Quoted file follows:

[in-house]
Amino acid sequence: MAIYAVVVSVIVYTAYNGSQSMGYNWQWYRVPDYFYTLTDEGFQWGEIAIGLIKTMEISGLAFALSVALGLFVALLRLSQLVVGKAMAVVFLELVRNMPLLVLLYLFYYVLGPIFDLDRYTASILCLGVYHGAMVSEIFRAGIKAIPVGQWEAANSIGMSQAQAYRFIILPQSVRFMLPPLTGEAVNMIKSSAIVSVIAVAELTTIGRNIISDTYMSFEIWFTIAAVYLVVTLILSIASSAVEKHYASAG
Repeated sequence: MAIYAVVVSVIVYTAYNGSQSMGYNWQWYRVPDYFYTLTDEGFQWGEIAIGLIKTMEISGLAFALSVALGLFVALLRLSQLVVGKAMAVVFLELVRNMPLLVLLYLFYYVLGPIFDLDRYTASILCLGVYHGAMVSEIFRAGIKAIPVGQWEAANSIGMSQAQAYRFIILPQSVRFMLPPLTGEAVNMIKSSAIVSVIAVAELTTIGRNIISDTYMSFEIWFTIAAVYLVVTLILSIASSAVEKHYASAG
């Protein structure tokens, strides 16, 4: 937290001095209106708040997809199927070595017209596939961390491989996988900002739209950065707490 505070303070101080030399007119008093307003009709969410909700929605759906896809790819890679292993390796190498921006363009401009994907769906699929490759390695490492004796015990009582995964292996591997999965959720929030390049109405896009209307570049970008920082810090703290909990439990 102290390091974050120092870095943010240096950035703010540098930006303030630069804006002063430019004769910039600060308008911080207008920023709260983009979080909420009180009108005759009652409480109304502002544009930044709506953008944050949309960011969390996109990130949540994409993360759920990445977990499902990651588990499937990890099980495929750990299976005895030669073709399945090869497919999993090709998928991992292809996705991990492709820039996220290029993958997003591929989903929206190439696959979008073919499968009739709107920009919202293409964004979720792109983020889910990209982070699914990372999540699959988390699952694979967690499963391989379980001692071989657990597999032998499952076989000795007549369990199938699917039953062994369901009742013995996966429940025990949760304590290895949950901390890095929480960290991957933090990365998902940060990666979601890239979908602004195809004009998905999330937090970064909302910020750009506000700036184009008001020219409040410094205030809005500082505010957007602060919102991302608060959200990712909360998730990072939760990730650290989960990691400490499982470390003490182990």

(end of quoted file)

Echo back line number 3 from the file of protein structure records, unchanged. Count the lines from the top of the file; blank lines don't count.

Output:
Repeated sequence: MAIYAVVVSVIVYTAYNGSQSMGYNWQWYRVPDYFYTLTDEGFQWGEIAIGLIKTMEISGLAFALSVALGLFVALLRLSQLVVGKAMAVVFLELVRNMPLLVLLYLFYYVLGPIFDLDRYTASILCLGVYHGAMVSEIFRAGIKAIPVGQWEAANSIGMSQAQAYRFIILPQSVRFMLPPLTGEAVNMIKSSAIVSVIAVAELTTIGRNIISDTYMSFEIWFTIAAVYLVVTLILSIASSAVEKHYASAG